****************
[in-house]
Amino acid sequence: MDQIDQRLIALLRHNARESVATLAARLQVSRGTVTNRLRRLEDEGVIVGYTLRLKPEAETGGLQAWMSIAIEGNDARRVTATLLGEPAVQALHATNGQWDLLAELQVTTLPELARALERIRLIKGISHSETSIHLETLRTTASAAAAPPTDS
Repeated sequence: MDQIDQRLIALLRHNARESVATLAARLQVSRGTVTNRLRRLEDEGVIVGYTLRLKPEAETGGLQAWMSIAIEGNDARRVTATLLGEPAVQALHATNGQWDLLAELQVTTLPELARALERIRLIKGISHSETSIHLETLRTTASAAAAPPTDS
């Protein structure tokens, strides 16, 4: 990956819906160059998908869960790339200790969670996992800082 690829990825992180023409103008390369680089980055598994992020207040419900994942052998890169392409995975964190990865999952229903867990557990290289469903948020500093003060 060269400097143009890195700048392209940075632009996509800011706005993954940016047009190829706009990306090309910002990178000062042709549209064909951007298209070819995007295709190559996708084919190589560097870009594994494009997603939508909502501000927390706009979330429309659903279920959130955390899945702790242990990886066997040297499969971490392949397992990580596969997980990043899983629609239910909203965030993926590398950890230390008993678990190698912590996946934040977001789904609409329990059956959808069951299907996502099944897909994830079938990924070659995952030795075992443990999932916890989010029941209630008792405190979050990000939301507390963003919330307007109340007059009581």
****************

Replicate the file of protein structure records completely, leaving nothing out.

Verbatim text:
[in-house]
Amino acid sequence: MDQIDQRLIALLRHNARESVATLAARLQVSRGTVTNRLRRLEDEGVIVGYTLRLKPEAETGGLQAWMSIAIEGNDARRVTATLLGEPAVQALHATNGQWDLLAELQVTTLPELARALERIRLIKGISHSETSIHLETLRTTASAAAAPPTDS
Repeated sequence: MDQIDQRLIALLRHNARESVATLAARLQVSRGTVTNRLRRLEDEGVIVGYTLRLKPEAETGGLQAWMSIAIEGNDARRVTATLLGEPAVQALHATNGQWDLLAELQVTTLPELARALERIRLIKGISHSETSIHLETLRTTASAAAAPPTDS
């Protein structure tokens, strides 16, 4: 990956819906160059998908869960790339200790969670996992800082 690829990825992180023409103008390369680089980055598994992020207040419900994942052998890169392409995975964190990865999952229903867990557990290289469903948020500093003060 060269400097143009890195700048392209940075632009996509800011706005993954940016047009190829706009990306090309910002990178000062042709549209064909951007298209070819995007295709190559996708084919190589560097870009594994494009997603939508909502501000927390706009979330429309659903279920959130955390899945702790242990990886066997040297499969971490392949397992990580596969997980990043899983629609239910909203965030993926590398950890230390008993678990190698912590996946934040977001789904609409329990059956959808069951299907996502099944897909994830079938990924070659995952030795075992443990999932916890989010029941209630008792405190979050990000939301507390963003919330307007109340007059009581």